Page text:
Language models (LMs) have shown great potential as implicit knowledge bases (KBs). And for their practical use, knowledge in LMs need to be updated periodically. However, existing tasks to assess LMs’ efficacy as KBs do not adequately consider multiple large-scale updates. To this end, we first propose a novel task—Continuously-updated QA (CuQA)—in which multiple large-scale updates are made to LMs, and the performance is measured with respect to the success in adding and updating knowledge while retaining existing knowledge. We then present LMs with plug-in modules that effectively handle the updates. Experiments conducted on zsRE QA and NQ datasets show that our method outperforms existing approaches. We find that our method is 4x more effective in terms of updates/forgets ratio, compared to a fine-tuning baseline.
This paper studies the problem of generatinglikely queries for multimodal documents withimages. Our application scenario is enablingefficient “first-stage retrieval” of relevant doc-uments, by attaching generated queries to doc-uments before indexing. We can then indexthis expanded text to efficiently narrow downto candidate matches using inverted index, sothat expensive reranking can follow. Our eval-uation results show that our proposed multi-modal representation meaningfully improvesrelevance ranking.More importantly, ourframework can achieve the state of the art inthe first stage retrieval scenarios
This paper studies the bias problem of multi-hop question answering models, of answering correctly without correct reasoning. One way to robustify these models is by supervising to not only answer right, but also with right reasoning chains. An existing direction is to annotate reasoning chains to train models, requiring expensive additional annotations. In contrast, we propose a new approach to learn evidentiality, deciding whether the answer prediction is supported by correct evidences, without such annotations. Instead, we compare counterfactual changes in answer confidence with and without evidence sentences, to generate “pseudo-evidentiality” annotations. We validate our proposed model on an original set and challenge set in HotpotQA, showing that our method is accurate and robust in multi-hop reasoning.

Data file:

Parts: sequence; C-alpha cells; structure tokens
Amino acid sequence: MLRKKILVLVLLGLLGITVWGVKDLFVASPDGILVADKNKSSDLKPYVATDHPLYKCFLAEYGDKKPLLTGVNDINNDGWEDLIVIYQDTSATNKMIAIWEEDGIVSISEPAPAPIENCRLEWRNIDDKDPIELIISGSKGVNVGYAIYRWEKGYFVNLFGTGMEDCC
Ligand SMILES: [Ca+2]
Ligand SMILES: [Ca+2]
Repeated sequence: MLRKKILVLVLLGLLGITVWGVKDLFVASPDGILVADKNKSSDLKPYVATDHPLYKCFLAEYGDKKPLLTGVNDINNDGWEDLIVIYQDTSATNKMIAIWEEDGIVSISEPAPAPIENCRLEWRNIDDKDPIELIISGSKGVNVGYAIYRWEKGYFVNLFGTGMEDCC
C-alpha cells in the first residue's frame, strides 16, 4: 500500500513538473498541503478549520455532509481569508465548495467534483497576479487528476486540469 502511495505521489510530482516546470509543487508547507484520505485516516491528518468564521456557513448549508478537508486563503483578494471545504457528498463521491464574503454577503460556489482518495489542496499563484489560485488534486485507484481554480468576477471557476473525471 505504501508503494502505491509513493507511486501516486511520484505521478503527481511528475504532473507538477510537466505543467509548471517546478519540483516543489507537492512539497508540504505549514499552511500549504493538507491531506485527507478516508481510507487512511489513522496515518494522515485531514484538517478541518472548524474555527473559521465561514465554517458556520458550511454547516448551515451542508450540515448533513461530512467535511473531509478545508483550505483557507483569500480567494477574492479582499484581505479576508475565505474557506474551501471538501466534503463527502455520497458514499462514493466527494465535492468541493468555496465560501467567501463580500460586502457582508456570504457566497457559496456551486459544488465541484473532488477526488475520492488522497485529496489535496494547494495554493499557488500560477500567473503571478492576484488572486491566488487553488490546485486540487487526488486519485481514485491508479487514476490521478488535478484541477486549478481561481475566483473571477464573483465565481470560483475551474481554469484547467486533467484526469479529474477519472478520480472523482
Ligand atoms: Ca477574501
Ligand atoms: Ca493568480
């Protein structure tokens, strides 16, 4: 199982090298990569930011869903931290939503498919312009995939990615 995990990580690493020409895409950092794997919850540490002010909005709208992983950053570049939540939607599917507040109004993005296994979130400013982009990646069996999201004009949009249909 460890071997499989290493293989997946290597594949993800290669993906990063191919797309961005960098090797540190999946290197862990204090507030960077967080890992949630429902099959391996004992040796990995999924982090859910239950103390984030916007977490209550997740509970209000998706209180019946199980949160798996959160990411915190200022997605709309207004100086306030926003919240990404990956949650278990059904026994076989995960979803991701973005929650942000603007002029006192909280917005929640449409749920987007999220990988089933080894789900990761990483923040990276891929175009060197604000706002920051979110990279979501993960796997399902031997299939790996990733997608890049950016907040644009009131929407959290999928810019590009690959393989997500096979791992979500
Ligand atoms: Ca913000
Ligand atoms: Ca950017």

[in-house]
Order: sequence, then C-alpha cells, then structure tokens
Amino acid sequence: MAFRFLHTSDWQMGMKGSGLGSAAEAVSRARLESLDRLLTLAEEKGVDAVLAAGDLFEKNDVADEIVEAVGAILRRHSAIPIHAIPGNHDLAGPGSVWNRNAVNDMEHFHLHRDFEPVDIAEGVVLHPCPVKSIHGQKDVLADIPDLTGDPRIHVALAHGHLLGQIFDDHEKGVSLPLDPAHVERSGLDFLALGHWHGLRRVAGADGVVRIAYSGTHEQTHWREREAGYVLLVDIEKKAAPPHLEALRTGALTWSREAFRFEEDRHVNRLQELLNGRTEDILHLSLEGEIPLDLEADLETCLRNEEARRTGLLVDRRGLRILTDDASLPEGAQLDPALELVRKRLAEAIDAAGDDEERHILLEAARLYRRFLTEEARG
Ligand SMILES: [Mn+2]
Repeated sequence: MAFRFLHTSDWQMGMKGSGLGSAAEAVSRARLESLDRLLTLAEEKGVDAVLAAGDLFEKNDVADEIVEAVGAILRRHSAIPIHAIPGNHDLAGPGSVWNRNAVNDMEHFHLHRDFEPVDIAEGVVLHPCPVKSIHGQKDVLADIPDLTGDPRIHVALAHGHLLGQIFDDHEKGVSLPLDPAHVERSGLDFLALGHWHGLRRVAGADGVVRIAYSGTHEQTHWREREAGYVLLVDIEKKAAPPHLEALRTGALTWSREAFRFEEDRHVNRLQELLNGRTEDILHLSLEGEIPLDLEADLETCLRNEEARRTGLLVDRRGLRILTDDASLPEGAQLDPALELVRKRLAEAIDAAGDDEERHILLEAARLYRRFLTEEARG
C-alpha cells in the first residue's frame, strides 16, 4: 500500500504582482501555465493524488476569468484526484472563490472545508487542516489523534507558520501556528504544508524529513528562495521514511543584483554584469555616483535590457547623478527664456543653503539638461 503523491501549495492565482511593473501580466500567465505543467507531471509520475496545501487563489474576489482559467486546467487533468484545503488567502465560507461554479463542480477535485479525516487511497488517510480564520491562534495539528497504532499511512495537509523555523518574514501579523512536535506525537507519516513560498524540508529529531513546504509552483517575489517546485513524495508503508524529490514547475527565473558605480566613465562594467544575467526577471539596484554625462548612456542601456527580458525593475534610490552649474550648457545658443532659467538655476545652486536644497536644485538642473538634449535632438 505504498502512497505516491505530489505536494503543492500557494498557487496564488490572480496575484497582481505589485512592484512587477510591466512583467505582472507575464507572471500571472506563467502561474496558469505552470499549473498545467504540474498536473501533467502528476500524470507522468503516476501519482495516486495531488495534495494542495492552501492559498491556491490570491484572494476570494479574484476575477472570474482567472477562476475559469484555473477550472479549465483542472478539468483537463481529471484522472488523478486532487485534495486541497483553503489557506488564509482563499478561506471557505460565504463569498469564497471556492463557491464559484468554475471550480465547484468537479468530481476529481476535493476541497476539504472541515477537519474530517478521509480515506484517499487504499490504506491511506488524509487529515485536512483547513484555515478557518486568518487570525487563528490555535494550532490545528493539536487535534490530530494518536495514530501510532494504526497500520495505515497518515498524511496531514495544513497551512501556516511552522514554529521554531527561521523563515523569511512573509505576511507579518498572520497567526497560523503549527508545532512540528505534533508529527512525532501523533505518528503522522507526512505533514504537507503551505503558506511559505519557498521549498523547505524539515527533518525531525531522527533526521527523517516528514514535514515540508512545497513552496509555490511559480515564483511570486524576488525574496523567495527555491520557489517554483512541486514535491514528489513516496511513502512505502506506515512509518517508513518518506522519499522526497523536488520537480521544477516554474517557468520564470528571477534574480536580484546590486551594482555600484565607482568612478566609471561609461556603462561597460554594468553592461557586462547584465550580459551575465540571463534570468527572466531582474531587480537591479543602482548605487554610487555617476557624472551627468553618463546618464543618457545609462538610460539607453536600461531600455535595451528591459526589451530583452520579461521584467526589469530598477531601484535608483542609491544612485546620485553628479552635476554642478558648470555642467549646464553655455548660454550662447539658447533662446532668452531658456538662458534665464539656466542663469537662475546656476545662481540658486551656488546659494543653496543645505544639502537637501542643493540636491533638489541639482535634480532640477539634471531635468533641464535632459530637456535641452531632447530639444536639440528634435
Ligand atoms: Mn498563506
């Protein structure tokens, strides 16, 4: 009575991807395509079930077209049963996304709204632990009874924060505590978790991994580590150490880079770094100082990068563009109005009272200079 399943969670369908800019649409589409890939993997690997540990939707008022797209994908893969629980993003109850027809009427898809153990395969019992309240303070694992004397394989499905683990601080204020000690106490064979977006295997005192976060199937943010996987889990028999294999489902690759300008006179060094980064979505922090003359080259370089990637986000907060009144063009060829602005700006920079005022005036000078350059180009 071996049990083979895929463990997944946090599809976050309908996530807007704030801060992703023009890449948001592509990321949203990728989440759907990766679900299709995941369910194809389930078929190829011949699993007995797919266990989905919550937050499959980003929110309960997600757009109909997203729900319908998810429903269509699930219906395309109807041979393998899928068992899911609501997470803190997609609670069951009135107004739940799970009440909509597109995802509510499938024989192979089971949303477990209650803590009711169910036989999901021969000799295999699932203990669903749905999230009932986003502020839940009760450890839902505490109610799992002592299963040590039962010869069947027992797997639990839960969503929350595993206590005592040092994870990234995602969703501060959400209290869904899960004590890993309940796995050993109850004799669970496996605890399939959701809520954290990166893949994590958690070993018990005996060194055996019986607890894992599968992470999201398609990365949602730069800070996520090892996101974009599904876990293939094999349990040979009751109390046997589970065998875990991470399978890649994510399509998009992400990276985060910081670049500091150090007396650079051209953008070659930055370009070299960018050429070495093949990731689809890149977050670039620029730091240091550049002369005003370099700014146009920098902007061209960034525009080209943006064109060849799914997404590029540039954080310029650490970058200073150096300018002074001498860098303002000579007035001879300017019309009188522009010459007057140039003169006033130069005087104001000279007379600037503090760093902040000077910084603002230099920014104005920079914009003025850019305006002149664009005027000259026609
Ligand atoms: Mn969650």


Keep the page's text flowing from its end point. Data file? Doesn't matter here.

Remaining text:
The performance of text classification has improved tremendously using intelligently engineered neural-based models, especially those injecting categorical metadata as additional information, e.g., using user/product information for sentiment classification. This information has been used to modify parts of the model (e.g., word embeddings, attention mechanisms) such that results can be customized according to the metadata. We observe that current representation methods for categorical metadata, which are devised for human consumption, are not as effective as claimed in popular classification methods, outperformed even by simple concatenation of categorical features in the final layer of the sentence encoder. We conjecture that categorical features are harder to represent for machine use, as available context only indirectly describes the category, and even such context is often scarce (for tail category). To this end, we propose using basis vectors to effectively incorporate categorical metadata on various parts of a neural-based model. This additionally decreases the number of parameters dramatically, especially when the number of categorical features is large. Extensive experiments on various data sets with different properties are performed and show that through our method, we can represent categorical metadata more effectively to customize parts of the model, including unexplored ones, and increase the performance of the model greatly.
This paper studies the problem of supporting question answering in a new language with limited training resources. As an extreme scenario, when no such resource exists, one can (1) transfer labels from another language, and (2) generate labels from unlabeled data, using translator and automatic labeling function respectively. However, these approaches inevitably introduce noises to the training data, due to translation or generation errors, which require a judicious use of data with varying confidence. To address this challenge, we propose a weakly-supervised framework that quantifies such noises from automatically generated labels, to deemphasize or fix noisy data in training. On reading comprehension task, we demonstrate the effectiveness of our model on low-resource languages with varying similarity to English, namely, Korean and French.